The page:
SIDS, LDCs and LLDCs make their voices heard at FAO Asia-Pacific Regional Conference
The impacts of COVID-19 and climate change are threatening the food security in Small Island Developing States, Least Developed and Landlocked Developing Countries
2 September 2020, Bangkok/Thimphu – The FAO Regional Conference for Asia-Pacific, which started yesterday virtually hosted by Royal Government of Bhutan, has been an important platform for FAO and the international community to hear and acknowledge the voice of those countries that are usually the most vulnerable to shocks, such as the impacts of COVID-19: Small Island Developing States (SIDS), Least Developed Countries (LDCs) and Landlocked Developing Countries (LLDCs).
Delegations from Pacific Islands actively participated in the first two days of technical discussions, showing their concerns about the challenges and impacts of the COVID-19 pandemic and other pressing issues.
The delegation of Tokelau, a non-self-governing territory of New Zealand and FAO Associate Member, mentioned that it has not yet experienced any case of COVID-19 in their population of just 1,400 people. However, its food security is under threat.
“I would like to congratulate the efforts being made by all countries, particularly countries in our Pacific Community, for their efforts to combat COVID-19 and keeping Tokelau COVID-19 free. But with travel restrictions now in place, our food security will be greatly impacted. The dangers posed by COVID-19 are that a single mishap in our biosafety could prove very fatal to Tokelau’s long-term survival as a people,” the delegation said.
Tuvalu, another small island in the Pacific, has sought to implement internal measures to mitigate the impact of international trade disruptions: “Imported food supply is very much under threat. In the unprecedented outbreak of COVID-19, people have been encouraged to increase their activities in farming and fishing.”
The impacts of climate change have also been high on the agenda of the Pacific Islands during the FAO Regional Conference. The delegation of Samoa asked for international support to strengthen the resilience of their agrifood systems.
“We look forward to FAO to assist Samoa, especially with regards to the negative impacts of climate change, to ensure that our agriculture and fisheries resource management practices are in place; and that our climate resilience and risk mitigation measures are strengthened and enhanced.”
Samoa also noted another emergent threat: “African swine fever is slowly getting into the Pacific islands, and we acknowledge assistance with public awareness materials to help us inform our people on preventive measures.”
Both subjects – climate change and African swine fever – were also highlighted by the delegation of Papua New Guinea: “With respect to climate change, Papua New Guinea would like to support any initiatives to develop or promote suitable climate smart agriculture technologies between Asia-Pacific countries, through arrangements like South-South cooperation and mainstreaming women in agriculture processes”, the delegation said, noting that cross boundary biosecurity is of fundamental importance to tackle the advance of African swine fever and Fall Armyworm.
SIDS, LDCs and LLDCs: a FAO priority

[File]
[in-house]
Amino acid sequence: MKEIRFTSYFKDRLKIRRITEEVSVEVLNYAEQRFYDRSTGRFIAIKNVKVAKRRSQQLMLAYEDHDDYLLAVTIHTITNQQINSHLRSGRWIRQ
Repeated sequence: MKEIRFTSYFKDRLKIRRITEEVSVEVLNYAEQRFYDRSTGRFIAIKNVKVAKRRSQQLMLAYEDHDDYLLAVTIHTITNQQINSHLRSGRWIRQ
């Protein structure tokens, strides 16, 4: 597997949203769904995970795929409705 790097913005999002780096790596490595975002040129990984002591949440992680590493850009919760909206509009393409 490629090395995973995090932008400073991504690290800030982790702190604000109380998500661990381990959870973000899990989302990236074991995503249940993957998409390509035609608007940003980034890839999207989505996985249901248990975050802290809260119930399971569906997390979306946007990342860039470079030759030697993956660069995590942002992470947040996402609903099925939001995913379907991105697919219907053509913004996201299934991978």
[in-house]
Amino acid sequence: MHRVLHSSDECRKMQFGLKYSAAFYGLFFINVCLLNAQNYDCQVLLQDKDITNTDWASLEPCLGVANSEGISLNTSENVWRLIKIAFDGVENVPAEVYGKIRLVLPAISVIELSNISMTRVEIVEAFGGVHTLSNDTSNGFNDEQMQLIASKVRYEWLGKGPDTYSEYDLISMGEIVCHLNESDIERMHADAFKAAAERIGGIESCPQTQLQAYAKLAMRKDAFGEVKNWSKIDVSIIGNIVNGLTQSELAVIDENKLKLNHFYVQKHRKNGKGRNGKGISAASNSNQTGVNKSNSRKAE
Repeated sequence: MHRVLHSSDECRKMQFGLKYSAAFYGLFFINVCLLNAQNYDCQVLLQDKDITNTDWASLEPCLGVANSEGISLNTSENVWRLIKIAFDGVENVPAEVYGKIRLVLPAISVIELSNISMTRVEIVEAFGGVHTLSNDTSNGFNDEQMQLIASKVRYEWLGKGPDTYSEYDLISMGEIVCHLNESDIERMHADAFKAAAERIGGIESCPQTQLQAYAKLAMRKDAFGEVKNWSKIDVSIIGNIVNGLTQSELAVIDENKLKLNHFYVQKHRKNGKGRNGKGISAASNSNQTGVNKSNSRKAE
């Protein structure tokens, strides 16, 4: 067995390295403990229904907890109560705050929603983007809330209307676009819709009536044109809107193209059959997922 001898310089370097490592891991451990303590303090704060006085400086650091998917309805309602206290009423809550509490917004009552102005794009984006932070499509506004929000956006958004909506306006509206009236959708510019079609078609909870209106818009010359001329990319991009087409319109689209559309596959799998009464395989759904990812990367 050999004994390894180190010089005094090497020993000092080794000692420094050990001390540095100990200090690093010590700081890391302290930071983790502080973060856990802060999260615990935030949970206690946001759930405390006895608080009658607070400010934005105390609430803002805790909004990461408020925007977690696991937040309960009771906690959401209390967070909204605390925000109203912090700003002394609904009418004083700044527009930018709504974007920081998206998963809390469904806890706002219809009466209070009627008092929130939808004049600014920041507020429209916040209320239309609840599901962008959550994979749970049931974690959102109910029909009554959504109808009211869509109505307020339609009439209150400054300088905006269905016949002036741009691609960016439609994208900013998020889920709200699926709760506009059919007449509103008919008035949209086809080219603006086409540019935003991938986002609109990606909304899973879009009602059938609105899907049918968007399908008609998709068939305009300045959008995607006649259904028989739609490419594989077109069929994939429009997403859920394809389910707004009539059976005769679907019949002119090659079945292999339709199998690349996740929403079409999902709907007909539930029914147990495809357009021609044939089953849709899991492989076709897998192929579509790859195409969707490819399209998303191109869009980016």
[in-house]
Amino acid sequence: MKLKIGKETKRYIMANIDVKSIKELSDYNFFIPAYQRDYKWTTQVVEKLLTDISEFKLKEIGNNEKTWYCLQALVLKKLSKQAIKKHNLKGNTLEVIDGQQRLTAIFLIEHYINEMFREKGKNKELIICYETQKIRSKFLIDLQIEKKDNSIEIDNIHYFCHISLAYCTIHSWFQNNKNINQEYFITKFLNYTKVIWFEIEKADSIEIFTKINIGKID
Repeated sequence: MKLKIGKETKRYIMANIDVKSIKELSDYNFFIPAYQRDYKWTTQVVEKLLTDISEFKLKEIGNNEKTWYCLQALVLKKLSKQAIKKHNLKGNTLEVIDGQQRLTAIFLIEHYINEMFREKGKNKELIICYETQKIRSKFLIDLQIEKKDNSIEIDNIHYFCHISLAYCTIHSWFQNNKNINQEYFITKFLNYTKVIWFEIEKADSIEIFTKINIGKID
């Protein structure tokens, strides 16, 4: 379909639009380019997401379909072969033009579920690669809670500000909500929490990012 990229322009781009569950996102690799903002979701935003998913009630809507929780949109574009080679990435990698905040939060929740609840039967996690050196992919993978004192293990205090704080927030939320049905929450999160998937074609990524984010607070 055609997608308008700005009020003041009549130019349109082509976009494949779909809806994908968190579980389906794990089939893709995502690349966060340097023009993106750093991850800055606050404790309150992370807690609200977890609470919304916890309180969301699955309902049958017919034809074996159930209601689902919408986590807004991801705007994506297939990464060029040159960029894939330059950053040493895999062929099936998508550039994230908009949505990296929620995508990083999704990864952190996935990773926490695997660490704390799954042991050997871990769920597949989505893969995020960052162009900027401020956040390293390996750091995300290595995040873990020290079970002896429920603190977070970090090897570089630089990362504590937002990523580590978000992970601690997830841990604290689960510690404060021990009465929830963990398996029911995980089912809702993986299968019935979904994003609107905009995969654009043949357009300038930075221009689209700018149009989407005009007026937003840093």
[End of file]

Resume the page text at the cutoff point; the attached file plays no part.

Soon after the FAO Director-General, QU Dongyu, took office in August 2019, SIDS, LDCs and LLDCs were elevated to the highest priority in the Organization’s efforts to reduce hunger and boost agricultural potential in the world.
In this context, the FAO Members approved a proposal of the Director-General to establish a dedicated office to exclusively address the challenges facing SIDS, LDCs and LLDCs, working as a catalyst of cross-sectoral coordination and foster development action.
SIDS, LDCs and LLDCs were also identified as the main focus of the Hand-in-Hand Initiative, launched by Director-General QU, which uses data and science-based analysis to determine where and how action can be targeted to have the greatest impacts on poverty and hunger.
During the Regional Conference, the delegation of Fiji thanked FAO for its “support in data collection and analysis” which has assisted the country to produce evidence-based decision making. “Our agricultural census earlier this year for the first time included forestry and fisheries sectors. It will also have for the first time disaggregated data on gender.”
Myanmar, a Least Developed Country, also praised the work of FAO to support the most vulnerable, particularly through the Hand-in-Hand Initiative: “Rapid assessment on the impact of COVID-19 gathered by FAO is very helpful for development of the Government’s plan. We believe that the Hand-in-Hand Initiative will open a new chapter, a new platform, and will provide an opportunity for our region. Myanmar supports this initiative and is ready to give its fullest cooperation.”
FAO also intends to support SIDS, LDCs and LLDCs countries under the recently launched FAO COVID-19 Response and Recovery Programme, which aims to mitigate the immediate impacts of the COVID-19 pandemic while strengthening the longer-term resilience of food systems and livelihoods.
Bhutan, which is both a LDC and LLDC country, congratulated FAO and highlighted its decentralization structure to support member countries: “We would like to applaud FAO for proactively engaging (over) the current COVID-19 pandemic situation and its impact on agriculture and food. Indeed the situation that we are passing through gives us a further realization of the very important role of FAO offices in respective countries.”
The FAO Regional Conference for Asia and the Pacific will continue until Friday 4 September. The ministerial high-level segment will open on Thursday, with Director-General QU as a key speaker. All sessions of the conference can be followed live via Webcast. The Timetable can be found here and the Annotated Agenda is here.